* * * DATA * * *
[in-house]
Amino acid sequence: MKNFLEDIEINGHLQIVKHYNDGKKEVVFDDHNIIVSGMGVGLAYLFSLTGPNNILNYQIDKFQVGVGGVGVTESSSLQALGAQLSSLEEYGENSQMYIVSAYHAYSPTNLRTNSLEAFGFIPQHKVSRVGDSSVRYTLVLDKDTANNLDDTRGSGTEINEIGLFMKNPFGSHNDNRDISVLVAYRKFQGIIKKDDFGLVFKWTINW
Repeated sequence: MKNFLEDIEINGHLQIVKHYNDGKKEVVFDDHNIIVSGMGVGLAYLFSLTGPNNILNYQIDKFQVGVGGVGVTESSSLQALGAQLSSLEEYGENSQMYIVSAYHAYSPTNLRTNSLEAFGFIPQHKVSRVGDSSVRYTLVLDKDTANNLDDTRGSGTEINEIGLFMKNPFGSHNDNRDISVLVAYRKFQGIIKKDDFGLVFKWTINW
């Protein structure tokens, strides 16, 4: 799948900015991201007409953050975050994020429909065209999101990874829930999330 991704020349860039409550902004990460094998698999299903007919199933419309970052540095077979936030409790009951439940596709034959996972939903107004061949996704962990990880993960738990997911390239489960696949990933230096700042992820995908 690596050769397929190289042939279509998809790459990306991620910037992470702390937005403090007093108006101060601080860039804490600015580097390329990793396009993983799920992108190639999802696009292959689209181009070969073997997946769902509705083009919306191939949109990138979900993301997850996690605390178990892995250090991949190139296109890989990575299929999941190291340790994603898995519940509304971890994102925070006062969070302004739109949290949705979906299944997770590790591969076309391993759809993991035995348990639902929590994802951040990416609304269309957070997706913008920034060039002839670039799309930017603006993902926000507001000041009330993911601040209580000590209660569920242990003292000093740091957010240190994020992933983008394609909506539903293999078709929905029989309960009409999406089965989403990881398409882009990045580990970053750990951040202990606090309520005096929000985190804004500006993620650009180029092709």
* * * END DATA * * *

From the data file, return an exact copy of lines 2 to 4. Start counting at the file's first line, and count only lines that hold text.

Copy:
Amino acid sequence: MKNFLEDIEINGHLQIVKHYNDGKKEVVFDDHNIIVSGMGVGLAYLFSLTGPNNILNYQIDKFQVGVGGVGVTESSSLQALGAQLSSLEEYGENSQMYIVSAYHAYSPTNLRTNSLEAFGFIPQHKVSRVGDSSVRYTLVLDKDTANNLDDTRGSGTEINEIGLFMKNPFGSHNDNRDISVLVAYRKFQGIIKKDDFGLVFKWTINW
Repeated sequence: MKNFLEDIEINGHLQIVKHYNDGKKEVVFDDHNIIVSGMGVGLAYLFSLTGPNNILNYQIDKFQVGVGGVGVTESSSLQALGAQLSSLEEYGENSQMYIVSAYHAYSPTNLRTNSLEAFGFIPQHKVSRVGDSSVRYTLVLDKDTANNLDDTRGSGTEINEIGLFMKNPFGSHNDNRDISVLVAYRKFQGIIKKDDFGLVFKWTINW
């Protein structure tokens, strides 16, 4: 799948900015991201007409953050975050994020429909065209999101990874829930999330 991704020349860039409550902004990460094998698999299903007919199933419309970052540095077979936030409790009951439940596709034959996972939903107004061949996704962990990880993960738990997911390239489960696949990933230096700042992820995908 690596050769397929190289042939279509998809790459990306991620910037992470702390937005403090007093108006101060601080860039804490600015580097390329990793396009993983799920992108190639999802696009292959689209181009070969073997997946769902509705083009919306191939949109990138979900993301997850996690605390178990892995250090991949190139296109890989990575299929999941190291340790994603898995519940509304971890994102925070006062969070302004739109949290949705979906299944997770590790591969076309391993759809993991035995348990639902929590994802951040990416609304269309957070997706913008920034060039002839670039799309930017603006993902926000507001000041009330993911601040209580000590209660569920242990003292000093740091957010240190994020992933983008394609909506539903293999078709929905029989309960009409999406089965989403990881398409882009990045580990970053750990951040202990606090309520005096929000985190804004500006993620650009180029092709």